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9182 Posts in 2295 Topics- by 184 Members - Latest Member: benjonesaa

October 22, 2014, 01:10:42 PM
HireScores.com Recruitment ForumCandidates, Job Seekers, Employees, Consultants & Contractors CentreRecruitment: CVs/resumes and Applications (Moderators: Lisette, Forum Management)Do employers check your dates of employment?
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Author Topic: Do employers check your dates of employment?  (Read 2593 times)
Betty
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« on: April 07, 2008, 11:51:53 PM »

Everyone puts down their employment history along with the dates of employment, but what are the chances that a company will actually check these employment dates.  To me this seems like a very tedious process and most employers will over look this.  Am I right in assuming this?  Do employers really check these dates?  If yes, then how accurate should these dates be?
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Zahina
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« Reply #1 on: April 09, 2008, 10:50:55 AM »

Yes they do check the employment dates Betty. When they check your last 3 years minimum references, they will ask a questions, "has *name* been employed by your organisation between the dates of "date" to "date"?
If they answer no and the dates don't match, they will question it.
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Betty
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« Reply #2 on: April 13, 2008, 05:34:46 PM »

Thanks Zahina for the feedback.  I often wondered if they check all the previous employment positions, of just the most recent.  I suppose they need to do a thorough check of a new employer to avoid any possible problems down the road.  It just seems so tedious and time consuming to call candidate's previous employers. 
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Zahina
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« Reply #3 on: April 14, 2008, 04:43:59 PM »

An average company policy is 3 years worth of checks and references depending on the security level of the job of course. 3 years is the least they will check for an average job with no security risk, for police, government or teaching positions, it will be a much thorough check. It is tedious but to be honest if you look at it from their perspective, they have only met you a couple of times before offering you a job, they don't know you at all, they need to be sure you are who yuo say you are and you have worked where you say you have worked for the times you have highlighted.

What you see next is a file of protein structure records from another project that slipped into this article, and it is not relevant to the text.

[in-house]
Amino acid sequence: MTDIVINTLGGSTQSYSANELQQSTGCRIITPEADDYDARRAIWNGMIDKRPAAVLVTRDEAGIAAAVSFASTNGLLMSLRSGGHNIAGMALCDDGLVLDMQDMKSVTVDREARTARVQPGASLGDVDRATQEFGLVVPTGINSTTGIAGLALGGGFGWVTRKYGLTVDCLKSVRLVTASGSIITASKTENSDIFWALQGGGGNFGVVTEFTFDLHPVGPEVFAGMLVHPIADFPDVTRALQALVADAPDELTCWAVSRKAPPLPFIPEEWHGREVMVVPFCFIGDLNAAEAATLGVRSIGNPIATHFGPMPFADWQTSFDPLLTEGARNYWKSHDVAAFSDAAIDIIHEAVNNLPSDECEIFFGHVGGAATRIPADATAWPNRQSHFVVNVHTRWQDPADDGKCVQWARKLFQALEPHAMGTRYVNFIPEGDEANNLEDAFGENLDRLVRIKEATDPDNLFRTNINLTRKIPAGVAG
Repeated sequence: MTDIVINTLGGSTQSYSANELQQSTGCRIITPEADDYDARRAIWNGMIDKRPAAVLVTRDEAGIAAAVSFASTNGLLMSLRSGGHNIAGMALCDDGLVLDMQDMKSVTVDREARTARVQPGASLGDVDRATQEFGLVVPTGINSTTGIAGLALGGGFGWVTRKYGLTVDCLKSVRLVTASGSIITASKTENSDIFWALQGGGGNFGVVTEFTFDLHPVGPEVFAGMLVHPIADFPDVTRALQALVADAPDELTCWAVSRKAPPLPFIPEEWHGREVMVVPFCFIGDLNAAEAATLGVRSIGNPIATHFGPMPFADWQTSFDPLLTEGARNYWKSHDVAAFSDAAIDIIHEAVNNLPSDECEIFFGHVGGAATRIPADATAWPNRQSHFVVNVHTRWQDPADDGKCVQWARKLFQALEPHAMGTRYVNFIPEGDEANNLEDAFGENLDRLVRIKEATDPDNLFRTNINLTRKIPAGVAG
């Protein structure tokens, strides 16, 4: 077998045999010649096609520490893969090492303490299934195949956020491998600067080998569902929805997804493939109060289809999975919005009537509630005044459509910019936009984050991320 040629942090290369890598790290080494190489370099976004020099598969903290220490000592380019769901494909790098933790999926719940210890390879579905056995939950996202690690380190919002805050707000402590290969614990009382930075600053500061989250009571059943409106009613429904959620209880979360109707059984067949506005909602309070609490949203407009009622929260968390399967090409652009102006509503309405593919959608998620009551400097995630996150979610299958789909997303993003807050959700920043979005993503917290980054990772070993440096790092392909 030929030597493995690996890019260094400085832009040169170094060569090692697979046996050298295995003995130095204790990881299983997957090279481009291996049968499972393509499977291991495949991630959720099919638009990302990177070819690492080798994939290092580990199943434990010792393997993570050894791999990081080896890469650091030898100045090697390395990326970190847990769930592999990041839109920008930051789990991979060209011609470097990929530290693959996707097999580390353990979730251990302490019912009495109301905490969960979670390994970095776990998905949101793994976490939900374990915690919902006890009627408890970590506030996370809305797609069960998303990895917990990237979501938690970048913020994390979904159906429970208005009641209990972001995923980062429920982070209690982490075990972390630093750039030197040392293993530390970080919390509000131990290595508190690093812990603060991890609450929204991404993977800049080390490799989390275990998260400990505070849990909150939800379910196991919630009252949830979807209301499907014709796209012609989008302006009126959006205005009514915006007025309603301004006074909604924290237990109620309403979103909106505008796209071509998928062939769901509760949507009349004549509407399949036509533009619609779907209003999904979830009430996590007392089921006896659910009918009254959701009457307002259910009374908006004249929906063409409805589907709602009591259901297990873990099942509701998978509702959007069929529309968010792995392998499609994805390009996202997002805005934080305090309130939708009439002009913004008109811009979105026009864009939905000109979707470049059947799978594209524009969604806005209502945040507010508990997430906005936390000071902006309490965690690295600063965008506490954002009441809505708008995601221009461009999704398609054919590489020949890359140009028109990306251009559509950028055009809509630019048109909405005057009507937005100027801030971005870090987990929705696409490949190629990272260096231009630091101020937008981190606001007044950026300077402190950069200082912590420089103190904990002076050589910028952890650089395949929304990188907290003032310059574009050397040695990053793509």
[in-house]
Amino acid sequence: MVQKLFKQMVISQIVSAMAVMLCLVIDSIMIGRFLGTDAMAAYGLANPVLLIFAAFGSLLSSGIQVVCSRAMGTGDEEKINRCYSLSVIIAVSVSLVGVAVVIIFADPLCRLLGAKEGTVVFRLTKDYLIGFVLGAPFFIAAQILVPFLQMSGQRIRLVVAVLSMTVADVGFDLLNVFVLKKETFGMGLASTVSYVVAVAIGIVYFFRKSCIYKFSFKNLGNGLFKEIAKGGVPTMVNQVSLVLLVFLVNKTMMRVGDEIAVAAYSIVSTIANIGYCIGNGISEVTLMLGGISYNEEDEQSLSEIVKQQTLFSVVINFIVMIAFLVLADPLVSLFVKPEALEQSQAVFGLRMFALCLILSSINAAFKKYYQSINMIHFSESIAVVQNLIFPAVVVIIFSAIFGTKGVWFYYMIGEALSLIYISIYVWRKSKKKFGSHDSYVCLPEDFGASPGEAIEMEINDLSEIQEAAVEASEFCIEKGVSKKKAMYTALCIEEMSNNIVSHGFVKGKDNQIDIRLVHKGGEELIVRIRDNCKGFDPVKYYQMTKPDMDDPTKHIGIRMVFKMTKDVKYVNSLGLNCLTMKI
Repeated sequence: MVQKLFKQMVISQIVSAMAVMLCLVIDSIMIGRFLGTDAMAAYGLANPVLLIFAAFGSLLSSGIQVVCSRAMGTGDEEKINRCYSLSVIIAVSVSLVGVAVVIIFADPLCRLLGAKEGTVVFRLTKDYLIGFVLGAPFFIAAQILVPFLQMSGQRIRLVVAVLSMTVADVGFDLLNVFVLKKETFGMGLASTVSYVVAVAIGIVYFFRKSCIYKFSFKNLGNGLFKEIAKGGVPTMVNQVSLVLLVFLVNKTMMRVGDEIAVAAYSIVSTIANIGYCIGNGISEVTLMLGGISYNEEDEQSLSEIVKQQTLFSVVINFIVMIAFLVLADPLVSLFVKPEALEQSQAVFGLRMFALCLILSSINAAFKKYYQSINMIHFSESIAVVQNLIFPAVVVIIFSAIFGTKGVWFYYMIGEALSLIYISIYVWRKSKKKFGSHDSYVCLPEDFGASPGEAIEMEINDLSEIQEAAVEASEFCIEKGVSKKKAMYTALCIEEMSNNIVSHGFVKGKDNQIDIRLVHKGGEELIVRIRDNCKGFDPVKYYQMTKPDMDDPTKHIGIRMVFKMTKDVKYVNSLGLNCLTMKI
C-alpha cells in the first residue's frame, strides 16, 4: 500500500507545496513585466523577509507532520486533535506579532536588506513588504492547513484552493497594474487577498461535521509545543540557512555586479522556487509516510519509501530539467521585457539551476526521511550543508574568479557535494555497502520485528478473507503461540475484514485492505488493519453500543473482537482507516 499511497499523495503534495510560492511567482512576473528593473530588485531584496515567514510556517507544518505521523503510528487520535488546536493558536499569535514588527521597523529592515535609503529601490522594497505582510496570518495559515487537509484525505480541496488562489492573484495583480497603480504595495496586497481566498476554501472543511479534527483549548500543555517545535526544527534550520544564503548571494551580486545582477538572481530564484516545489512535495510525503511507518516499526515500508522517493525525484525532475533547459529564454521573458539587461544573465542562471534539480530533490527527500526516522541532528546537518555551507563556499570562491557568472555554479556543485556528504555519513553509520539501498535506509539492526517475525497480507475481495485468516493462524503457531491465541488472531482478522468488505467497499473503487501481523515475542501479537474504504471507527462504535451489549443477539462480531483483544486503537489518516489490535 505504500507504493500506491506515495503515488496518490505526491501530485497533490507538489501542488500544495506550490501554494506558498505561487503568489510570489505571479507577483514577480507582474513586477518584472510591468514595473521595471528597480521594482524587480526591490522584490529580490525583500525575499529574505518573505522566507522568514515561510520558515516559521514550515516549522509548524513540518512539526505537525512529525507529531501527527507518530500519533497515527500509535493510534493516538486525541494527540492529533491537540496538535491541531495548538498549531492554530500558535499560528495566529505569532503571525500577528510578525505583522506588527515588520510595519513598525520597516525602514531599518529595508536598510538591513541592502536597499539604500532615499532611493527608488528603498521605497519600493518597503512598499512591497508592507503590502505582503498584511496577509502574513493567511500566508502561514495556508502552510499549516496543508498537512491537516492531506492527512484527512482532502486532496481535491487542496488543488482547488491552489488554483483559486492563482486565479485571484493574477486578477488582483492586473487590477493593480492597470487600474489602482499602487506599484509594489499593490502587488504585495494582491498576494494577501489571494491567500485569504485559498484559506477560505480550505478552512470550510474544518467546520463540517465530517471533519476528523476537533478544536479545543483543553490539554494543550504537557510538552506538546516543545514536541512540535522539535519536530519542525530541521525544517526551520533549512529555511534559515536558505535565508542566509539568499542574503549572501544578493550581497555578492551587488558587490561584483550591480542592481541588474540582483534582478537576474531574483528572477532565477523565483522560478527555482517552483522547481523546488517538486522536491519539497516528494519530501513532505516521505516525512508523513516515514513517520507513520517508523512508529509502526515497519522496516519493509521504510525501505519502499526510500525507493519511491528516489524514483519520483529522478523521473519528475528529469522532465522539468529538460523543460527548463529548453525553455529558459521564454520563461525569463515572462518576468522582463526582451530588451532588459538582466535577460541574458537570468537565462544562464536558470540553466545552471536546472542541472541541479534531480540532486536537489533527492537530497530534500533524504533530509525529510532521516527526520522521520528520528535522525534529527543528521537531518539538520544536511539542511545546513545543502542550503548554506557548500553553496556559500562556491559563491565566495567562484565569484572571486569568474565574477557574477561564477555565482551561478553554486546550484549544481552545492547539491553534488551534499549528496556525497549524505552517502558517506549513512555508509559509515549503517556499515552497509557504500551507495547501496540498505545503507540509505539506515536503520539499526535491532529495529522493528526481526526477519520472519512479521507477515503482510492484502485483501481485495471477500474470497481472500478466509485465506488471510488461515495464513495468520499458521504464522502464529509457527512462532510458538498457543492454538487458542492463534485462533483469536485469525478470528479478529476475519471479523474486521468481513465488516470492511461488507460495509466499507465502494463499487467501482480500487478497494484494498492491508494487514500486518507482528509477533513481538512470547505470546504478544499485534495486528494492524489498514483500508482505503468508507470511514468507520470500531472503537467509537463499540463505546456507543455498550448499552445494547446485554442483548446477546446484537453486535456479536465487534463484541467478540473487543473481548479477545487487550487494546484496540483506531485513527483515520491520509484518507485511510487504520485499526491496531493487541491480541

It's more tedious and time consuming further down the road when they find out the eprson they employed didn't have the required experience for a job when they said on their CV they had and a project fails due to their lack of skills!
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Coultrane
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« Reply #4 on: April 15, 2008, 11:17:53 PM »

I once knew someone who put false information on their cv and they were hired.  The  only reason he falsified his cv was because he felt his chances of getting the job were slim.  The company that he was applying for said they wanted 3 years of job experience for his specialty before they would even look at him.  He had the experience, but not 3 years worth.  Luckily he was never questioned about his previous jobs during the interview and got the job.

I realize you should never lie on your resume, but we do it all the time.  We just use fancy words that make us look good on paper.  I think companies should put less emphasis on the cv and put more emphasis on meeting the candidate to see if they work well with others and can an asset to the company.
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Zahina
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« Reply #5 on: April 16, 2008, 10:38:27 AM »

Completely agree with you Coultrane. As a recruiter you can tell a candidate is perfect from speaking to them but it's so difficult to put across the majority of a personality over on a CV. You know that if the hiring manager met the person in question, they wopuld hire them immediately! So much emphasis is put on CV's and good managers know not to pay them too much attention if I'm honest.
I really would avoid lying on your CV, if you are unlucky enough to get caught out and you are applying for a job within a certain sector, it can blacklist you with other employers who work a similar business. People talk....
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Drake
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« Reply #6 on: April 16, 2008, 07:12:15 PM »

Lying on your resume is strongy not recommended.  I heard that the the CEO of Best Buy lied on his resume when he first started working there.  He stated that he graduated from college but in actuality, he just took a few classes and never got the degree. 11 years later someone checked his cv and he was fired instantly.  So the lesson here is, it's never worth lying on a resume no matter what job position you are applying for.
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misch.chief
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« Reply #7 on: April 18, 2008, 05:20:35 PM »

dates are very important in recruitment and is a first port of call when asking about the job, "why did you leave", "why were you there for only 3 months" etc. Best to be honest, and lying never gets you anywhere! Angry
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